I'm using GCC 4.7.2 from devtoolset package on CentOS 5 (CentOS 5 because we need compatibility with old Linuxes, and GCC 4.7 because it optimizes better than 4.4).

There is one symbols that prevents my binaries from running on RHEL4: __stack_chk_fail@GLIBC_2.4. It is included only in some C++ programs and the -fno-stack-protector flag doesn't help.

Here is minimal program that reproduces the problem (but the same using stdio.h works):

#include <iostream>
int main(int argc, char *argv[]) {
    for(int i=0; i < argc; i++)
        std::cout << " " << argv[i];
    return 0;

When compiled with optimization (-O/-O2) it references __stack_chk_fail.

$ g++ -fno-stack-protector -O2 foo.cc
$ readelf -s a.out | grep chk
    15: 0000000000000000     0 FUNC    GLOBAL DEFAULT  UND __stack_chk_fail@GLIBC_2.4 (5)
   105: 0000000000000000     0 FUNC    GLOBAL DEFAULT  UND __stack_chk_fail@@GLIBC_2

Any idea why this symbol gets here and how to get rid of it?

Just in case, full readelf output and gcc -v is here.

Edit: This problem may be specific to Red Hat Developer Toolset 1.1. With default CentOS compiler __stack_chk_fail is not referenced.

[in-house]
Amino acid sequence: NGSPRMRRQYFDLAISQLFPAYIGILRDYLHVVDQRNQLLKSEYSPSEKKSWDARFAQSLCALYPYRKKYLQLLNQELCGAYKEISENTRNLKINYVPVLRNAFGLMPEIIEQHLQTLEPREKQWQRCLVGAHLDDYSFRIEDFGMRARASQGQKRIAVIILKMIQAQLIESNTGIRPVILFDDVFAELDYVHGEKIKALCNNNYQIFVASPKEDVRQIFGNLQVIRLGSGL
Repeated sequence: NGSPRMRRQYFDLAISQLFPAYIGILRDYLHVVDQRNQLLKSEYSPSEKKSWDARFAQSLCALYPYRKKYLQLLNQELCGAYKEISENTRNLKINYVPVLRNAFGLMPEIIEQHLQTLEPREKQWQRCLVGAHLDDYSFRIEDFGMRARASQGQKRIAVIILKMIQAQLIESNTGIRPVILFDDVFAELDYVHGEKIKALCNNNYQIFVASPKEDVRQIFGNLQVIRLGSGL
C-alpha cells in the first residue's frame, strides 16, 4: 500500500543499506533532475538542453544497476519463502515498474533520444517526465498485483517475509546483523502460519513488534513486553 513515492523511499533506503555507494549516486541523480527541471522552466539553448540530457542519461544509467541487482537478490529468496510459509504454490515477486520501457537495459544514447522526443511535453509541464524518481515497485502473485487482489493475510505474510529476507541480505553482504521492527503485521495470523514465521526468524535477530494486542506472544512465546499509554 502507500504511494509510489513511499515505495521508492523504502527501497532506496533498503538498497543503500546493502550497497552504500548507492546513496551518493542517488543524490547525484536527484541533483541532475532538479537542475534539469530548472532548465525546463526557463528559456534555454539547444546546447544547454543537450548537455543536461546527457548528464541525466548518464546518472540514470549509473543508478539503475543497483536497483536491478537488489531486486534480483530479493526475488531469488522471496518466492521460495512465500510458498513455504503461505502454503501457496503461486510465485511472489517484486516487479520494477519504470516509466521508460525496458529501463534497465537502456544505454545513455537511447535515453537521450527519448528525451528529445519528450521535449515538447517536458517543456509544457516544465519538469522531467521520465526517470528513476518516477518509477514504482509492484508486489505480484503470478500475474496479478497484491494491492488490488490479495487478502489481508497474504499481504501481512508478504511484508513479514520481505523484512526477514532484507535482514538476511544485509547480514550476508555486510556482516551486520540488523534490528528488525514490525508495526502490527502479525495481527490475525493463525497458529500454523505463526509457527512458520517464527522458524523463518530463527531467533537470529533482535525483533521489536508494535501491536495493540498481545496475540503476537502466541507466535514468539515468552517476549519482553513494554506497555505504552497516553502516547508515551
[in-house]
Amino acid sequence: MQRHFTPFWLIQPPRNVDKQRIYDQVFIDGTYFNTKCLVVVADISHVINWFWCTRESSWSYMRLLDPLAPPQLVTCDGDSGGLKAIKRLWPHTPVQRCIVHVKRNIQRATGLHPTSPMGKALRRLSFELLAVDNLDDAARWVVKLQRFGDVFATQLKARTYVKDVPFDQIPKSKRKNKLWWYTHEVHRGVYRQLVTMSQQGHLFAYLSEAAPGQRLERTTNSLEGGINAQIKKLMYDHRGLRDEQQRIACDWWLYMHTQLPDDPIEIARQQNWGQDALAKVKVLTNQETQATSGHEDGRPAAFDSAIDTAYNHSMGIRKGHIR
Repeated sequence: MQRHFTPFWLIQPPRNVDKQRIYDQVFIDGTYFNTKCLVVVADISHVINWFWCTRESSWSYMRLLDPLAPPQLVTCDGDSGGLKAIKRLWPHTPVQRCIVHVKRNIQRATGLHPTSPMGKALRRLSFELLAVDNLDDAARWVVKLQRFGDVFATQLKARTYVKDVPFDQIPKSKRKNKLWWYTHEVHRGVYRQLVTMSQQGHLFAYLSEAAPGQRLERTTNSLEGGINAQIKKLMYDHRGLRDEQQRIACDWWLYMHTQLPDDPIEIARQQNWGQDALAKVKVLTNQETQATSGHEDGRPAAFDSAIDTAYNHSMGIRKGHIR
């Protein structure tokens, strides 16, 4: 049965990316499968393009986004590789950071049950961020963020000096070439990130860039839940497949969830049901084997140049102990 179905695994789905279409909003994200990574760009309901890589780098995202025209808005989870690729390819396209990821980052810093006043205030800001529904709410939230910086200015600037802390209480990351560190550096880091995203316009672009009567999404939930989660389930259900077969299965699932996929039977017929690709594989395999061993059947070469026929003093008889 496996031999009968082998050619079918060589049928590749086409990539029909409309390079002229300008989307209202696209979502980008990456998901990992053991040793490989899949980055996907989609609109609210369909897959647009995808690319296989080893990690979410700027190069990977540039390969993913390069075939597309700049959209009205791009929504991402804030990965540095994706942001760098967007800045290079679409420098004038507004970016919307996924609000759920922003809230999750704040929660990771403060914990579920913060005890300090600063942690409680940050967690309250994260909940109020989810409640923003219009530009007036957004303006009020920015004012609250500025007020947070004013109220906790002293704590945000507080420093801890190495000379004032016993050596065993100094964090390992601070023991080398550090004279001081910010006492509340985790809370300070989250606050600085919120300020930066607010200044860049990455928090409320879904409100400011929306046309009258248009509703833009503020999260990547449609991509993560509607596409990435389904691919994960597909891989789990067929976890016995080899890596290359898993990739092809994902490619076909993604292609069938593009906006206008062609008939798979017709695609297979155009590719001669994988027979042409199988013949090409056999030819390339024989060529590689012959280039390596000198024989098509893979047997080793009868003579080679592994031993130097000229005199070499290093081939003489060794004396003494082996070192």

2 Answers 2


This symbol comes from libstdc++_nonshared.a.

Unlike GCC from the distro, GCC from devtoolset has non-shared part of libstdc++. libstdc++.so in GCC 4.7 is a linker script that uses libstdc++ from GCC 4.1 and extra functions linked statically:

$ cat /opt/centos/devtoolset-1.1/root/usr/lib/gcc/i386-CentOS-linux/4.7.2/libstdc++.so
/* GNU ld script
   Use the shared library, but some functions are only in
   the static library, so try that secondarily.  */
INPUT ( /usr/lib/libstdc++.so.6 -lstdc++_nonshared )

After recompiling libstdc++_nonshared.a with disabled stack protector the final program can be run on RHEL4.


It comes with GLibC. Build against an older GLibC.

You can tell GCC 4.7 to emit optimized assembly code and then assemble and link that on an older system

  • 1
    well, the symbol is defined in glibc, as can be seen from versioning @GLIBC_2.4, but why is it referenced in this simple program, regardless of -fno-stack-protector? Moving assembly around can be done for this minimal example, but the real project has thousands of files and complex build system.
    – marcin
    Sep 12, 2013 at 0:56

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